World Day Against Child Labour observed

Odisha Sun Times Bureau
Bhubaneswar, Jun 12:

India has the largest child population in the world. Over one-third of India’s population of 1.21 billion people are children, which means India is home to 400 million children. Childhood is the most crucial and formative period of human life. Exclusion from essential services and goods such as adequate food, health care and schooling clearly affects children’s ability to participate in their communities and societies in both the present and the future.

world day against child  labour

In India children are more vulnerable to exploitation, sexual abuse, trafficking, forced to work, married before attaining the legal age, victims of malnutrition, and lot more and their problems were unheeded, their rights were ignored, unrecognized till a convention of children was called by United Nation & first time in the globe child rights was defined, identified, emphasized and Convention on Rights of the Child  was passed unanimously.

Child labour refers to the employment of children in any work that deprives children of their childhood, interferes with their ability to attend regular school, and that is mentally, physically, socially or morally dangerous and harmful.

UNCRC article 24 says, The Government should protect children from work that is dangerous, or that might harm their health or their education.

Constitution of India says No child below the age of fourteen years shall be employed to work in any factory or mine or engaged in any other hazardous employment. 

Present Situation : Odisha Context

  • After Supreme Court direction during 1997 a survey was conducted by Labour Department and could identify only 214027 Child labour. And after that no State wide  survey has been conducted.
  • State Labour Institute has identified 400399 Child labourers in only 18 NCLP Districts during 2004-2007.
  • No household survey has been undertaken by Department of Labour to identify Child labour even after prohibition of  engagement of child labour in domestic sector under CLPRA.
  • Various sources both at Government level and Non-Government level claims the number differently. It is a fact that last twenty years has shown a decreasing trend of child labour, but, still a large number of children are engaged in labour  force and further the child labour in unorganized sector is on increasing trend.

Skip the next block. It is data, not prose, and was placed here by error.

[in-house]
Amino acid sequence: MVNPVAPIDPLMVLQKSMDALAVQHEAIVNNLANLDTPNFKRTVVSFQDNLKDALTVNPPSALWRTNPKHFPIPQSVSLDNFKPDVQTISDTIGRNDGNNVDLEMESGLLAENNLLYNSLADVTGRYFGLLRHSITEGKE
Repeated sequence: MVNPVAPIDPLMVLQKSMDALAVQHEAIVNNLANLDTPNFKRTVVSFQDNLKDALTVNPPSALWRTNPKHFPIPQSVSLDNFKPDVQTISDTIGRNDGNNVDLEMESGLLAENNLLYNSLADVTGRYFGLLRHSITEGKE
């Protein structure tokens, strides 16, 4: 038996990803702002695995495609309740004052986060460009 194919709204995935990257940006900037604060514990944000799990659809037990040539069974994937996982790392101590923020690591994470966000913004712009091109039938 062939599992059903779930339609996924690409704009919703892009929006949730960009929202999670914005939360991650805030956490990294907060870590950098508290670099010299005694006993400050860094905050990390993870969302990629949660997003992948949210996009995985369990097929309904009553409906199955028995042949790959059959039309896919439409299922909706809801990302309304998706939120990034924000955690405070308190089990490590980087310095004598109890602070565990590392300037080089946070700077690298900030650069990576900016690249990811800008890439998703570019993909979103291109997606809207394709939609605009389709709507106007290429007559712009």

The Census 2011 gives following data:

State Age-Group Main workers Marginal workers Total
< 3months 3-6 months
Odisha 5-9 years 20538 13096 28766 62400
10-14 years 71549 67239 133228 272016
92087 80335 161994 334416

Child labour within the age group of 15-18 years is still very high. As per Census 2011 within 15-19 years of age group there are total 1225974 child labours including 453042 numbers as main workers and 772932 are marginal workers.

The enforcement of the provisions in Child labour (Prohibition and Regulation) Act is very poor.

Between the year 2007-13

  • 835 children rescued from employment
  • 416 prosecutions were made
  • Only 8 employers were convicted

Children rescued from workplace were admitted into National Child Labour Project schools in the State. Now the scheme is already closed by the Govt. of India. During closer of NCLP schools, although 1030 NCLP special schools were sanctioned, only 618 schools were functioned with enrolment of 28840 children. 123899 children had been mainstreamed through NCLP Schools.

Recently, government of Odisha, Department of Labour has developed a state plan of action for elimination of child labour, which needs to be implemented in letter and spirit and for this adequate budget, must be allocated.

 Free and compulsory education of good quality up to the minimum age for admission to employment is a key tool in ending child labour. Attendance at school removes children in part at least from the labour market and lays the basis for the acquisition of employable skills needed for future gainful employment.

The World Day Against Child Labour this year is focusing particularly on the importance of quality education as a key step in tackling child labour. It is very timely to do so, as in 2015 the international community will be reviewing reasons for the failure to reach development targets on education and will be setting new goals and strategies.

On this year’s world Day against Child Labour we call for,

  • Free, compulsory and quality education for all children at least to the minimum age for admission to employment and action to reach those presently in child labour;
  • New efforts to ensure that national policies on child labour and education are consistent and effective;
  • Policies that ensure access to quality education and investment in the teaching profession.

PECUC – National Centre for Child Rights

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